• Patent
    Knoll A, Harle T, Peter S, Frame T, Wantock Tet al., 2020,

    Plasma generation

    , US10595391B2

    A plasma torch having an open end from which a plasma plume is emitted in use is disclosed. The plasma torch includes a central cathode rod, a grounded conductive tube having an open end and being arranged around the cathode and spaced therefrom to form a first cylindrical cavity open at one end; and a high voltage electrode having a dielectric barrier material at a radially inward-facing surface thereof and being arranged around the grounded conductive tube and spaced apart therefrom to form a second annular cylindrical cavity open at one end. A constant direct current (DC) electrical power plus a high voltage pulsed electrical power is provided to the cathode producing an arc discharge in the first cavity between the cathode and grounded tube to generate a central thermal plasma emitted at an open end of the first cylindrical cavity. A high voltage alternating current electrical power or pulsed electrical power is provided to the high voltage electrode producing a dielectric barrier discharge in the second annular cylindrical cavity to generate a non-thermal plasma emitted from an open end of the second cavity as a halo around the central thermal plasma.

  • Conference paper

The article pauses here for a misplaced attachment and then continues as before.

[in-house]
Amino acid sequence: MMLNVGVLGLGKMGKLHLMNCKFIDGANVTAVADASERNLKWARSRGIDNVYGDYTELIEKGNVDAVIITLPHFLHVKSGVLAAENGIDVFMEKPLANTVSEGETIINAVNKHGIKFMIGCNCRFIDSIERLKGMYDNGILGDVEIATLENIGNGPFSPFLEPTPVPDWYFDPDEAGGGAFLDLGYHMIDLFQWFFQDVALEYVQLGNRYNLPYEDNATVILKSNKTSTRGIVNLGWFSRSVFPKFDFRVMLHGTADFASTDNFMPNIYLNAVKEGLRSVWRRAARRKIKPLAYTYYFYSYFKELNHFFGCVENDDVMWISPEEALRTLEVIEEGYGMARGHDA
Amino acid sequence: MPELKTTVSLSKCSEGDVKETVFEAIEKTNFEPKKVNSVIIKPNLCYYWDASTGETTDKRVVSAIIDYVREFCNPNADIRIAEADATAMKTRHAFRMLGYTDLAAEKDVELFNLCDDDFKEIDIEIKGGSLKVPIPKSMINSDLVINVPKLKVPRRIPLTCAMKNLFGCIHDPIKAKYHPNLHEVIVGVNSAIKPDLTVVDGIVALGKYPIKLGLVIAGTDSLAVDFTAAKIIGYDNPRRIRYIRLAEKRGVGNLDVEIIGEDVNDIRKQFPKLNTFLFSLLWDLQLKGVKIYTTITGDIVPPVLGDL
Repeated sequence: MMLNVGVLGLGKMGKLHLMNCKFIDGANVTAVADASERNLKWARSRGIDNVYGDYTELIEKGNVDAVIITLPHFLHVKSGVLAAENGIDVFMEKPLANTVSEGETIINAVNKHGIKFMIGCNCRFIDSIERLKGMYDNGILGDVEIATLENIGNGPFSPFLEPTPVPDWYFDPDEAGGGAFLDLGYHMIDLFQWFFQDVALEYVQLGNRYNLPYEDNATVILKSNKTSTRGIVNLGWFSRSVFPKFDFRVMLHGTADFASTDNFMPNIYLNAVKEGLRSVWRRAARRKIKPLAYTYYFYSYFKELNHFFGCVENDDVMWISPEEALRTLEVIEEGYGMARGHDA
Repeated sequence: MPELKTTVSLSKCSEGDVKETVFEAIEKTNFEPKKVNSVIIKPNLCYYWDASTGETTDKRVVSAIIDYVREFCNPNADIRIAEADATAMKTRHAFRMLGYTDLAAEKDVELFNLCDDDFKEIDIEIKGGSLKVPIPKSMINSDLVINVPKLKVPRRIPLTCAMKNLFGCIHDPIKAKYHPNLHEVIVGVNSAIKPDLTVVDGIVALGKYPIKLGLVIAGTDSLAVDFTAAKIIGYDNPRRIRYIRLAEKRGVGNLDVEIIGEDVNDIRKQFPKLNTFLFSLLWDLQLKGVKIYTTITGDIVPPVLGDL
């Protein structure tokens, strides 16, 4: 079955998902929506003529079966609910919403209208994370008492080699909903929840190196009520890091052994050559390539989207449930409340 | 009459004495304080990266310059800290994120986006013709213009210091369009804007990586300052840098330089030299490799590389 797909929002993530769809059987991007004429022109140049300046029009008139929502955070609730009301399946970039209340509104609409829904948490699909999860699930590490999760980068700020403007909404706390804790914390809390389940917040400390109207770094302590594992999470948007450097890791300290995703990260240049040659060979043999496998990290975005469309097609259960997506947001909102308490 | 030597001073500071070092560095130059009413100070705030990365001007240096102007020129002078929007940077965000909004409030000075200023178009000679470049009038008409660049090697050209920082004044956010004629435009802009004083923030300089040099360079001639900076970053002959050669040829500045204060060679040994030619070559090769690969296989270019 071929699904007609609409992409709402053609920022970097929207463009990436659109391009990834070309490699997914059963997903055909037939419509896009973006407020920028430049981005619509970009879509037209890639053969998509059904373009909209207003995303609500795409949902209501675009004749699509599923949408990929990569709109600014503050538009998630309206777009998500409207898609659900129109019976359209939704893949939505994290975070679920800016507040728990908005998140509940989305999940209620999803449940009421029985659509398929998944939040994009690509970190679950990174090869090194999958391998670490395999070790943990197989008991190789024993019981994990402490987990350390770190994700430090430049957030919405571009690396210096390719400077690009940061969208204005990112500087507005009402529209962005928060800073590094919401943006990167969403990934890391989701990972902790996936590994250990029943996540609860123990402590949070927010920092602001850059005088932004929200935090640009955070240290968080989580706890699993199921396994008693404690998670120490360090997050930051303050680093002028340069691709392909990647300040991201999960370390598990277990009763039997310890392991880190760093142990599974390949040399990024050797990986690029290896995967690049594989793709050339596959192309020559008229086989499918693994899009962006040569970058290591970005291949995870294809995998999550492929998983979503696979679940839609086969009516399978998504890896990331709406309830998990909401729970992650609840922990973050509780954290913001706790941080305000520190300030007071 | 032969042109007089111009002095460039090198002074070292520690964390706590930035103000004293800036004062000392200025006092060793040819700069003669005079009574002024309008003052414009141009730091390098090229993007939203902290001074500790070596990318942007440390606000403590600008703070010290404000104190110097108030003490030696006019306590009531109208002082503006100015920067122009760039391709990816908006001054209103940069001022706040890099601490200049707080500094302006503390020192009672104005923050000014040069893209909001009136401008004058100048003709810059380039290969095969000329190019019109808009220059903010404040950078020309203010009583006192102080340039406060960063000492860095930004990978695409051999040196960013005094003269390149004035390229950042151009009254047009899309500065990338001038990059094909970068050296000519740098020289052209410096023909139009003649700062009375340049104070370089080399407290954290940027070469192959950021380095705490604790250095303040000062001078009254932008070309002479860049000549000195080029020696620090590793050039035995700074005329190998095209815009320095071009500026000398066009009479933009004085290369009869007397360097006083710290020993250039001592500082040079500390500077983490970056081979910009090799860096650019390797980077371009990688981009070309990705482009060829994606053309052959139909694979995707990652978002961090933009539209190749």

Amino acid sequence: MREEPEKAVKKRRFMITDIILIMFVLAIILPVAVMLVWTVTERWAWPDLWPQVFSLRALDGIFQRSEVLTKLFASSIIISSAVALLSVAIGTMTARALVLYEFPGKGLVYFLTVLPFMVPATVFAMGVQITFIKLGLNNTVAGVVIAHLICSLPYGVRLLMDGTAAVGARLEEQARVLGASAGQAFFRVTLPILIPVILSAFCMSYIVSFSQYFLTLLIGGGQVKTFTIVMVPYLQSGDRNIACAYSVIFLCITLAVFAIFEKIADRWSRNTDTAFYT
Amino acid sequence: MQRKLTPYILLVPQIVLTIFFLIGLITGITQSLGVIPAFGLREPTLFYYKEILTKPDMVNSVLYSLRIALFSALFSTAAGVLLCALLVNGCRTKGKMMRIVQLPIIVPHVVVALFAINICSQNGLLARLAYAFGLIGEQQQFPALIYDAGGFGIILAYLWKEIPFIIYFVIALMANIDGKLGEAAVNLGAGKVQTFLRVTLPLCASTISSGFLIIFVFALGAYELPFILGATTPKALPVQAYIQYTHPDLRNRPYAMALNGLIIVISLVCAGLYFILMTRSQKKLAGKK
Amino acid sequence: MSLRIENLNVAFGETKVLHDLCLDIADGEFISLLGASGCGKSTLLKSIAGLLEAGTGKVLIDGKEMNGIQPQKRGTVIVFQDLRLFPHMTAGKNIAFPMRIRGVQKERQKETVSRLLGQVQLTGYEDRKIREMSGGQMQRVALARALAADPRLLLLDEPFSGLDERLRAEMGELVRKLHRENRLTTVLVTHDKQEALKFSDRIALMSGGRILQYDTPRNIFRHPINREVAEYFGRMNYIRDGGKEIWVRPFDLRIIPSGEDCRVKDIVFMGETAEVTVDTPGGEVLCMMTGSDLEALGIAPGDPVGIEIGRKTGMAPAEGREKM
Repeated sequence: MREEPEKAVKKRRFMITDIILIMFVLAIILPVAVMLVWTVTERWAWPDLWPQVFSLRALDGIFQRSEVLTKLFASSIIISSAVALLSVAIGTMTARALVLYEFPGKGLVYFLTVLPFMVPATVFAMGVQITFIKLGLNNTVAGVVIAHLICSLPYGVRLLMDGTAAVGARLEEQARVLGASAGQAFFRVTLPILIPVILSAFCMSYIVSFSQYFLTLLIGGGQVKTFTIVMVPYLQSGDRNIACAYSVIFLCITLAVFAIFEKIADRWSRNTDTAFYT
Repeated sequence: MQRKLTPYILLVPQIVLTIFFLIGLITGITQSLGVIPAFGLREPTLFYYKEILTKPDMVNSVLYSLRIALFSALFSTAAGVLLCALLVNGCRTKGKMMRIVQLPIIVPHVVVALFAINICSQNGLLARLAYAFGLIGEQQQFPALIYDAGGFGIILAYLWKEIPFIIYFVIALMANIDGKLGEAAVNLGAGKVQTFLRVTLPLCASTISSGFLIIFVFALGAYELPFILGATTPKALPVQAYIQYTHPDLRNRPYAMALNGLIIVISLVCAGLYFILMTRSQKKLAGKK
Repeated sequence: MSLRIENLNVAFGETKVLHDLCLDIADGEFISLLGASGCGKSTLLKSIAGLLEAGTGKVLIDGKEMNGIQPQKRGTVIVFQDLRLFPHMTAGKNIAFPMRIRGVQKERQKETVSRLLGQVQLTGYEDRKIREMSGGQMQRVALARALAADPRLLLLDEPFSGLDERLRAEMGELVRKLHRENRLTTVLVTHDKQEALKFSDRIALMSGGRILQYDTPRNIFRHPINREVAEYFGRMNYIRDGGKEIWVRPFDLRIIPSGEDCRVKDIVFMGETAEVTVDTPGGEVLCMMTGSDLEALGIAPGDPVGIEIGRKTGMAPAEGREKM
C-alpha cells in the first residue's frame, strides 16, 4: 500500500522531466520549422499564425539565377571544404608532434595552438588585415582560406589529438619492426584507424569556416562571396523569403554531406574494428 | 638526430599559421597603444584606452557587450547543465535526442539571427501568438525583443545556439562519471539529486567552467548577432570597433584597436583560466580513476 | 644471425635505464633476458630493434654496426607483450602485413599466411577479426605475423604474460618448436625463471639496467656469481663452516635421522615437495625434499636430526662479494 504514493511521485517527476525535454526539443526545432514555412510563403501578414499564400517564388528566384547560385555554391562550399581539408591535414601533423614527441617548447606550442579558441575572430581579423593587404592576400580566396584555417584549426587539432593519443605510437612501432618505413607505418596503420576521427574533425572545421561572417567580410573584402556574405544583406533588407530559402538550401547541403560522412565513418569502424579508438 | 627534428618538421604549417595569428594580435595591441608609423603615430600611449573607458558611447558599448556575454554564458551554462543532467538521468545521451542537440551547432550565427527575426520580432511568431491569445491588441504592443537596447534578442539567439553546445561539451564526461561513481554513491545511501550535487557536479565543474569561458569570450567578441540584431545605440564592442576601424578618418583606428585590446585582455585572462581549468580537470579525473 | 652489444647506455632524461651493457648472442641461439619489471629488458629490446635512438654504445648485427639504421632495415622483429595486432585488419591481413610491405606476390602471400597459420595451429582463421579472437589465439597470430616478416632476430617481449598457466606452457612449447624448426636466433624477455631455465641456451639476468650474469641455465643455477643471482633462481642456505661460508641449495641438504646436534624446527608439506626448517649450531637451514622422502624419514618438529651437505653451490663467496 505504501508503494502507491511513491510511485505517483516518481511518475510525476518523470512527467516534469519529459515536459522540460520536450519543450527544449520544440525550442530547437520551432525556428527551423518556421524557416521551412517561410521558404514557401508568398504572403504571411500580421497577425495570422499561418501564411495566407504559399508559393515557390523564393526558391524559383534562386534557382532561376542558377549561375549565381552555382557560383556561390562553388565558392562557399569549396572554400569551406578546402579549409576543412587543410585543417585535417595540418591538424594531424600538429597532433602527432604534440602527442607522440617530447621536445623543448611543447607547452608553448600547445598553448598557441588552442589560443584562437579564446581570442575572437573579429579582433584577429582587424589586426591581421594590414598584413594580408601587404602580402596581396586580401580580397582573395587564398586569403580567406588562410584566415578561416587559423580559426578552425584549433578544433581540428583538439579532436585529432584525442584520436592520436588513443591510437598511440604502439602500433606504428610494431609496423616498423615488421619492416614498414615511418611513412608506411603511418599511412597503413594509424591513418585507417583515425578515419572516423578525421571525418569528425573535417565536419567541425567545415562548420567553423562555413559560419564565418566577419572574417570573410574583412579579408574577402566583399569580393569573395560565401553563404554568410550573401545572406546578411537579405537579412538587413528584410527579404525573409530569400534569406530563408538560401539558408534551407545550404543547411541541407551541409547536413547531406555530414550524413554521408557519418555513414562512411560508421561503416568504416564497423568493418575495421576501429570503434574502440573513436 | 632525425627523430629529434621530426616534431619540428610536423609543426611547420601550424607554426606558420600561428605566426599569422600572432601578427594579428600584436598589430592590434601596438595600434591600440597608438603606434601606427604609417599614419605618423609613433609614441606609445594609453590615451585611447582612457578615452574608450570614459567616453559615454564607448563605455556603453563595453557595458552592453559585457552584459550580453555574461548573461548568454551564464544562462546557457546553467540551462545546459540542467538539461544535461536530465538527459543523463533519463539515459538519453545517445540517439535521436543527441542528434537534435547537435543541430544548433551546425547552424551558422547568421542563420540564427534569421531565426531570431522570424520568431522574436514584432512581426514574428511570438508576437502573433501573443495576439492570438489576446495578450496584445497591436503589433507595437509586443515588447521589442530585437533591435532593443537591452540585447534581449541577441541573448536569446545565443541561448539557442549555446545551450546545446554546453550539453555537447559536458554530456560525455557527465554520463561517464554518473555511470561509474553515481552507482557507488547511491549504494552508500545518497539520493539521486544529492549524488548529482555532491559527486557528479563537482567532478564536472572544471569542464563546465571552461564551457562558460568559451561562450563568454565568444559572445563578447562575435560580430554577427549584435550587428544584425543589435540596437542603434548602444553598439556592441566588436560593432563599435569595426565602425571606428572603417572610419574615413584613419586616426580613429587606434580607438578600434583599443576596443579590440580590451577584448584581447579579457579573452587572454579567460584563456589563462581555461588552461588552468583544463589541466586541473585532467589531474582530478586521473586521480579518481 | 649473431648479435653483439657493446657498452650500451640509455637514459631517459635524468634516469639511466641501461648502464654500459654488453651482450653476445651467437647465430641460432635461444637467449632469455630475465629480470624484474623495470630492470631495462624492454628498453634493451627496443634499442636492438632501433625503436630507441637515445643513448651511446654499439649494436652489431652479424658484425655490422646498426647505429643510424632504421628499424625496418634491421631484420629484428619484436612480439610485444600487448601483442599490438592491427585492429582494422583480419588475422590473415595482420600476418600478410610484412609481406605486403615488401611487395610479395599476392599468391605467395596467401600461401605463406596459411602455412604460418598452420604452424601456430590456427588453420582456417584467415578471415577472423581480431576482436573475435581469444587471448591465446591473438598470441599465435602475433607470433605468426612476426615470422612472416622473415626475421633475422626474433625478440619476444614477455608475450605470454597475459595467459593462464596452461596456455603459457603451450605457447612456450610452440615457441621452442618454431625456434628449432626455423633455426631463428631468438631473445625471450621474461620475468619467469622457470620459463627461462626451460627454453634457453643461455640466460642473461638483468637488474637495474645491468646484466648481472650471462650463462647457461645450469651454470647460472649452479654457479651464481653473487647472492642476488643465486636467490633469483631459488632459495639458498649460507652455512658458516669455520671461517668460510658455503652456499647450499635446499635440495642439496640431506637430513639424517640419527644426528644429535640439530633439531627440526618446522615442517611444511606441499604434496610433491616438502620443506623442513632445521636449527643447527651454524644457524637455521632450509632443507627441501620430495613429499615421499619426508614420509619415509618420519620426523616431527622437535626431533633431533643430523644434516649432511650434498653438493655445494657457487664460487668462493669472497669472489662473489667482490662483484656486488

Karadag B, Masillo S, Moloney R, Lucca Fabris A, Potterton T, Knoll A, Bianco Pet al., 2020,

    Experimental Investigation and Performance Optimization of the Halo thruster

    , 36th International Electric Propulsion Conference
  • Conference paper
    Mörtl M, Knoll A, Williams V, Shaw P, Argyriou V, Zamattio J, Pugliese Let al., 2020,

    Enhancing Hall Effect Thruster Simulations with Deep Recurrent Networks

    , 36th International Electric Propulsion Conference
  • Conference paper
    Schwertheim A, Knoll A, 2020,

    The Water Electrolysis Hall Effect Thruster (WET-HET): Paving the Way to Dual Mode Chemical-Electric Water Propulsion

    , 36th International Electric Propulsion Conference
  • Conference paper
    Williams V, Argyriou V, Shaw P, Montag C, Herdrich G, Knoll A, Mortl Met al., 2019,

    Development of PPTNet a Neural Network for the Rapid Prototyping of Pulsed Plasma Thrusters

    , 36th International Electric Propulsion Conference
  • Journal article
    Muir C, Knoll A, 2019,

    Catalytic Combustion of Hydrogen and Oxygen for an Electrolysis Micro-Propulsion System

    , Journal of the British Interplanetary Society, ISSN: 0007-084X
  • Journal article
    Schwertheim A, Knoll A, 2019,

    In situ Utilization of Water as a Propellant for a Next Generation Plasma Propulsion System

    , Journal of the British Interplanetary Society, ISSN: 0007-084X